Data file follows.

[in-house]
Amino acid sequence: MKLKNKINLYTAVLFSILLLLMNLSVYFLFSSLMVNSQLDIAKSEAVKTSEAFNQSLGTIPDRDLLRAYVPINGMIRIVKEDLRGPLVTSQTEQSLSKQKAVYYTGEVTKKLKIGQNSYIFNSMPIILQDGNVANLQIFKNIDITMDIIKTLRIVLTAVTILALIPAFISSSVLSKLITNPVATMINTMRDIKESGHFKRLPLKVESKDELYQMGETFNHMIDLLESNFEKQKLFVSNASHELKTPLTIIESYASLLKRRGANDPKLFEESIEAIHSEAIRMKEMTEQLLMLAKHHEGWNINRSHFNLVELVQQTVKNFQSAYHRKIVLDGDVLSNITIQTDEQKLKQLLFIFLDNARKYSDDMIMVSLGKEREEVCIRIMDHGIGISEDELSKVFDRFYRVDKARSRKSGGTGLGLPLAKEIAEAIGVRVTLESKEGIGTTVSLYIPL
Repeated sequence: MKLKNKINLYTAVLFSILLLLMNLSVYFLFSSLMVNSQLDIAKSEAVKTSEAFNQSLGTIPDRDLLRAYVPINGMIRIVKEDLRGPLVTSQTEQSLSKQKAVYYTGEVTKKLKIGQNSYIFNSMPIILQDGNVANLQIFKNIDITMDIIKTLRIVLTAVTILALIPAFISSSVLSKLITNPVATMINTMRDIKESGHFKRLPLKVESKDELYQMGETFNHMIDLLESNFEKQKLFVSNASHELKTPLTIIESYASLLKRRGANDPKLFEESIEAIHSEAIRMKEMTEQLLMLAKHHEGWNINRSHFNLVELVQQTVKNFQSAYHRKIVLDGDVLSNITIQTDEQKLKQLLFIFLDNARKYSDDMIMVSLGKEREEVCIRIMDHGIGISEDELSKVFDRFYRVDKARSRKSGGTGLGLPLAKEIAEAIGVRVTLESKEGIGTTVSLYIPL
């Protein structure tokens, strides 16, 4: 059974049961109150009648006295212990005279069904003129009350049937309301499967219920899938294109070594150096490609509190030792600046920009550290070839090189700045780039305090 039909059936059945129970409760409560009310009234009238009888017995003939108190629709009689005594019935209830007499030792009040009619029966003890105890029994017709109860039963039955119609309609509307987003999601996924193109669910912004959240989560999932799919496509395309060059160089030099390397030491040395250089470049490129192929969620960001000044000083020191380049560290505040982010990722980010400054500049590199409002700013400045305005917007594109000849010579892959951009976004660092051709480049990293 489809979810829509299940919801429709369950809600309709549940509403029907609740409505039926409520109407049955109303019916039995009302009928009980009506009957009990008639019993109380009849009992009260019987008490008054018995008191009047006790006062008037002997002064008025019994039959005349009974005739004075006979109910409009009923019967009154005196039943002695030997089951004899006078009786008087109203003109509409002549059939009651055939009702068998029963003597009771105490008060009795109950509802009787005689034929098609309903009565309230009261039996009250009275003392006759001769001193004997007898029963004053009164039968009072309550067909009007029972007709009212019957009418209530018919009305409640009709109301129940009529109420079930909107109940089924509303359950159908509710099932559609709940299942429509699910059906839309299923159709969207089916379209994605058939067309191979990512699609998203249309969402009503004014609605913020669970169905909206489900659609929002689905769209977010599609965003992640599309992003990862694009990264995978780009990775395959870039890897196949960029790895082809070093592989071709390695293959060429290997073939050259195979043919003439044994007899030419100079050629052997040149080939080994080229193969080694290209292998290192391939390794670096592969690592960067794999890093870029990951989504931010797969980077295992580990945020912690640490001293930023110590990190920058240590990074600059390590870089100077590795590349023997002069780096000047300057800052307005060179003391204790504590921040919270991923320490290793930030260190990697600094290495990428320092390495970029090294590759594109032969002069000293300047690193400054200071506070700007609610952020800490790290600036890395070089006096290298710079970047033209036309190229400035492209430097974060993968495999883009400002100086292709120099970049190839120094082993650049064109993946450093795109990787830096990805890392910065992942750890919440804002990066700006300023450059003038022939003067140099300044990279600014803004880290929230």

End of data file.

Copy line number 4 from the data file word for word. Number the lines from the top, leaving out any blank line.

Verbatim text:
């Protein structure tokens, strides 16, 4: 059974049961109150009648006295212990005279069904003129009350049937309301499967219920899938294109070594150096490609509190030792600046920009550290070839090189700045780039305090 039909059936059945129970409760409560009310009234009238009888017995003939108190629709009689005594019935209830007499030792009040009619029966003890105890029994017709109860039963039955119609309609509307987003999601996924193109669910912004959240989560999932799919496509395309060059160089030099390397030491040395250089470049490129192929969620960001000044000083020191380049560290505040982010990722980010400054500049590199409002700013400045305005917007594109000849010579892959951009976004660092051709480049990293 489809979810829509299940919801429709369950809600309709549940509403029907609740409505039926409520109407049955109303019916039995009302009928009980009506009957009990008639019993109380009849009992009260019987008490008054018995008191009047006790006062008037002997002064008025019994039959005349009974005739004075006979109910409009009923019967009154005196039943002695030997089951004899006078009786008087109203003109509409002549059939009651055939009702068998029963003597009771105490008060009795109950509802009787005689034929098609309903009565309230009261039996009250009275003392006759001769001193004997007898029963004053009164039968009072309550067909009007029972007709009212019957009418209530018919009305409640009709109301129940009529109420079930909107109940089924509303359950159908509710099932559609709940299942429509699910059906839309299923159709969207089916379209994605058939067309191979990512699609998203249309969402009503004014609605913020669970169905909206489900659609929002689905769209977010599609965003992640599309992003990862694009990264995978780009990775395959870039890897196949960029790895082809070093592989071709390695293959060429290997073939050259195979043919003439044994007899030419100079050629052997040149080939080994080229193969080694290209292998290192391939390794670096592969690592960067794999890093870029990951989504931010797969980077295992580990945020912690640490001293930023110590990190920058240590990074600059390590870089100077590795590349023997002069780096000047300057800052307005060179003391204790504590921040919270991923320490290793930030260190990697600094290495990428320092390495970029090294590759594109032969002069000293300047690193400054200071506070700007609610952020800490790290600036890395070089006096290298710079970047033209036309190229400035492209430097974060993968495999883009400002100086292709120099970049190839120094082993650049064109993946450093795109990787830096990805890392910065992942750890919440804002990066700006300023450059003038022939003067140099300044990279600014803004880290929230």